As a direct result of the industry's goal to improve the quality and safety of service to its customers, the Association of American Railroads (AAR) has embarked on a major research project to develop and implement automated inspection methods to effectively measure the available track stength, and to identify and repair the weak spots before further track degradation and increased maintenance are needed. The AAR has designed and constructed a track loading vehicle (TLV) which was used extensively in testing of track lateral restraint. This new vehicle is capable of applying computer controlled loads over a range of track conditions and measure the dynamic response of the track. The TLV is built on the underframe of a diesel-electric locomotive and features a retractable load bogie mounted underneath the center for applying computer controlled loads to the track and measuring the response while stationary or moving. The TLV was successfuly tested over 3,500 miles of revenue track to identify wide gage and weaker tie/fastener conditions. The test results have shown that it is feasible to implement automated inspection methods to effectively measure the available track strength, and to identify and repair the weak spots before further degradation and increased maintenance is needed. Substantial savings could be realized by the industry if positive identification of defective ties can be improved using test devices like the TLV.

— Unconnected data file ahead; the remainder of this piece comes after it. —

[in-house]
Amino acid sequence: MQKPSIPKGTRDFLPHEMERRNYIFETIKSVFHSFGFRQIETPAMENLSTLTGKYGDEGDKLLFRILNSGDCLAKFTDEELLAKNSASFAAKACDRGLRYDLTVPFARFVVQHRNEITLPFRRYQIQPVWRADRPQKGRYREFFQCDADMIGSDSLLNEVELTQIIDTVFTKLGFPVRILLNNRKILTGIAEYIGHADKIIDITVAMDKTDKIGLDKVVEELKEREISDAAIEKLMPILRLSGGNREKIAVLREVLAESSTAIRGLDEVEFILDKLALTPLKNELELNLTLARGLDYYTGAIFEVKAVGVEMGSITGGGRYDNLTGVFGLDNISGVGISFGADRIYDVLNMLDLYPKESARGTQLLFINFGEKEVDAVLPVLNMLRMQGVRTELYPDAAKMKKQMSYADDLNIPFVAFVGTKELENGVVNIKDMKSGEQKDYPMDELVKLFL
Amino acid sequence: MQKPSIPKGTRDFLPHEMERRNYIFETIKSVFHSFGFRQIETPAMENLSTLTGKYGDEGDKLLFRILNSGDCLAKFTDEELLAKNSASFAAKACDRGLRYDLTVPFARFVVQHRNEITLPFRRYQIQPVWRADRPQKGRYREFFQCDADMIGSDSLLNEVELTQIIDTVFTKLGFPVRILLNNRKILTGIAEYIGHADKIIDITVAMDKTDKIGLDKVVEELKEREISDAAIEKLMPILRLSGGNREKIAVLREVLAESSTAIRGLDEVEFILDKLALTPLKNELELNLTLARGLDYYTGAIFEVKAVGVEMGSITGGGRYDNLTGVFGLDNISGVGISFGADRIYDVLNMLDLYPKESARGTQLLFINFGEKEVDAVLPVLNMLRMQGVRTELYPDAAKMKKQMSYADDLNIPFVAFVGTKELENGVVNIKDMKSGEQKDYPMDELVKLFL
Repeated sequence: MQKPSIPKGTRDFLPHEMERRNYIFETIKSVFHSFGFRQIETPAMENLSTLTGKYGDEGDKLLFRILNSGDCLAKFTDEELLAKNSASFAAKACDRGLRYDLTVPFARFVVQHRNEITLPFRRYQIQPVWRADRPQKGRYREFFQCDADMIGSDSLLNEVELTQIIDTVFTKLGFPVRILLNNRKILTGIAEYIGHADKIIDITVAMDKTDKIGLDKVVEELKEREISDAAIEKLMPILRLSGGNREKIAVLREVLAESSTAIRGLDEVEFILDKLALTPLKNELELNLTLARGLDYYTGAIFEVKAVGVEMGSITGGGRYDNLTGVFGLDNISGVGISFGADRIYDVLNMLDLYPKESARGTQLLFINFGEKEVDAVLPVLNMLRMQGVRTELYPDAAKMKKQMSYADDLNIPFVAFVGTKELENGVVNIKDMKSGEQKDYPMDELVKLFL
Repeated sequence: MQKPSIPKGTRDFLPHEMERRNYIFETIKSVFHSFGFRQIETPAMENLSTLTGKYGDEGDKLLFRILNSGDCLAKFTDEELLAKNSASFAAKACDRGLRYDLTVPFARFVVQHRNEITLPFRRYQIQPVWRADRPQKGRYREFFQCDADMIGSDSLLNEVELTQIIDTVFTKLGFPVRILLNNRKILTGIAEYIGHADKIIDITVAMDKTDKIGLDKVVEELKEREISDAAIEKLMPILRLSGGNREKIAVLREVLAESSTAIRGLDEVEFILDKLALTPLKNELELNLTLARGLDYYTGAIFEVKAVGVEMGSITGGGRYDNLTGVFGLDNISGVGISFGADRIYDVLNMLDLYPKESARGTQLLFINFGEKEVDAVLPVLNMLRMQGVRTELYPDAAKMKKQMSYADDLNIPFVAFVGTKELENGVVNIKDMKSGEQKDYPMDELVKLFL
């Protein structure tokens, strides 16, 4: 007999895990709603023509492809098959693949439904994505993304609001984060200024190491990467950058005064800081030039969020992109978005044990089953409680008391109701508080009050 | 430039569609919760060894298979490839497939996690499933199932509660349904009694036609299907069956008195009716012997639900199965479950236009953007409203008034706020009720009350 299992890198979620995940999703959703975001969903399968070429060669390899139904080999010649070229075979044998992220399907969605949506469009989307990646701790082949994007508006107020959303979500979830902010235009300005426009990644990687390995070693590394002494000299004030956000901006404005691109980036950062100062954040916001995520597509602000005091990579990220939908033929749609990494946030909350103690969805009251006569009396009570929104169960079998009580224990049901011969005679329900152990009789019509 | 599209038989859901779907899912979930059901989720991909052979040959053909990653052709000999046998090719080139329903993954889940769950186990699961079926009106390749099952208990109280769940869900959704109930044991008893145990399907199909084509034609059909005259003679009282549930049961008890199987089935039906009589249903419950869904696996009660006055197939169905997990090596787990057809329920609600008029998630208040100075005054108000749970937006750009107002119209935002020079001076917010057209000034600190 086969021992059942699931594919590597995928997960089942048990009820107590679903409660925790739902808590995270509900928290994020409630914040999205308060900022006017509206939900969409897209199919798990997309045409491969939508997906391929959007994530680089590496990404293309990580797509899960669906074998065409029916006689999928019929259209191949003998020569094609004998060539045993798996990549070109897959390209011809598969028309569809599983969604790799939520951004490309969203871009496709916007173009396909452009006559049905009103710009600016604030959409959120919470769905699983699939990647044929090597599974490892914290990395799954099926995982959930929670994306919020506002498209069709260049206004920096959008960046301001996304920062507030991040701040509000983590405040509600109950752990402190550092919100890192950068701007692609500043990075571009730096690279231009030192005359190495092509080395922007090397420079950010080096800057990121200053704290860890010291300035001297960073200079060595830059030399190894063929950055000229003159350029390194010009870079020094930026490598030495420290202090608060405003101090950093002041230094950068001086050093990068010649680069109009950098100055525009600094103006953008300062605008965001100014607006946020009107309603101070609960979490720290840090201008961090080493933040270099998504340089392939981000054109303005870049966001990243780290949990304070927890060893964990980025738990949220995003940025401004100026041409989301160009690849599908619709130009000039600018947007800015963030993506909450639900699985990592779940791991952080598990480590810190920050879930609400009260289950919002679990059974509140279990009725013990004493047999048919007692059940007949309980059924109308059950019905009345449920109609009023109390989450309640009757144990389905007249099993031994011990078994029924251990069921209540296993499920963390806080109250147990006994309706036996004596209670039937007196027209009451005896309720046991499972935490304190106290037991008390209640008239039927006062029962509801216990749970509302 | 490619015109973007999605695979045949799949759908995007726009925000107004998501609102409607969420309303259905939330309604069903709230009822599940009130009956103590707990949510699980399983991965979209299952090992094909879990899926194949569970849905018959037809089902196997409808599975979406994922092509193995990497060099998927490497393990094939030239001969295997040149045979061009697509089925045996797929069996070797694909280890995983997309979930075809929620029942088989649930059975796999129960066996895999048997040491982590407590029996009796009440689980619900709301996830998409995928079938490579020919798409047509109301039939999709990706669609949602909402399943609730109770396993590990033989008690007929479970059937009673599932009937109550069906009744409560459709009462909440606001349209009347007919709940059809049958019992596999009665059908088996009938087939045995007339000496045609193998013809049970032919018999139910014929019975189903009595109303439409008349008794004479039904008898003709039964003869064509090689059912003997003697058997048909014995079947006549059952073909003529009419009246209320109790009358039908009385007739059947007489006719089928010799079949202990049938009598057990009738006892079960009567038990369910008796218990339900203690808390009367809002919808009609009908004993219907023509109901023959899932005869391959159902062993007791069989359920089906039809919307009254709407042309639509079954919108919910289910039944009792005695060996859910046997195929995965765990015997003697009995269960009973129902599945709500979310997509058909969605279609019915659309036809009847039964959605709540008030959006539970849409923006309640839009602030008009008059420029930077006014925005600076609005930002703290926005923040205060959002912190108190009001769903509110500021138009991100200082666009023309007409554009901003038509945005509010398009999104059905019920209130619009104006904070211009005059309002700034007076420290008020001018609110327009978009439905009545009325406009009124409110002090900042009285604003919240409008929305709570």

Semih F. Kalay,
"Measurement of track strength using nondestructive evaluation techniques", Proc. SPIE 2458, Nondestructive Evaluation of Aging Railroads, (30 June 1995); doi: 10.1117/12.212680; https://doi.org/10.1117/12.212680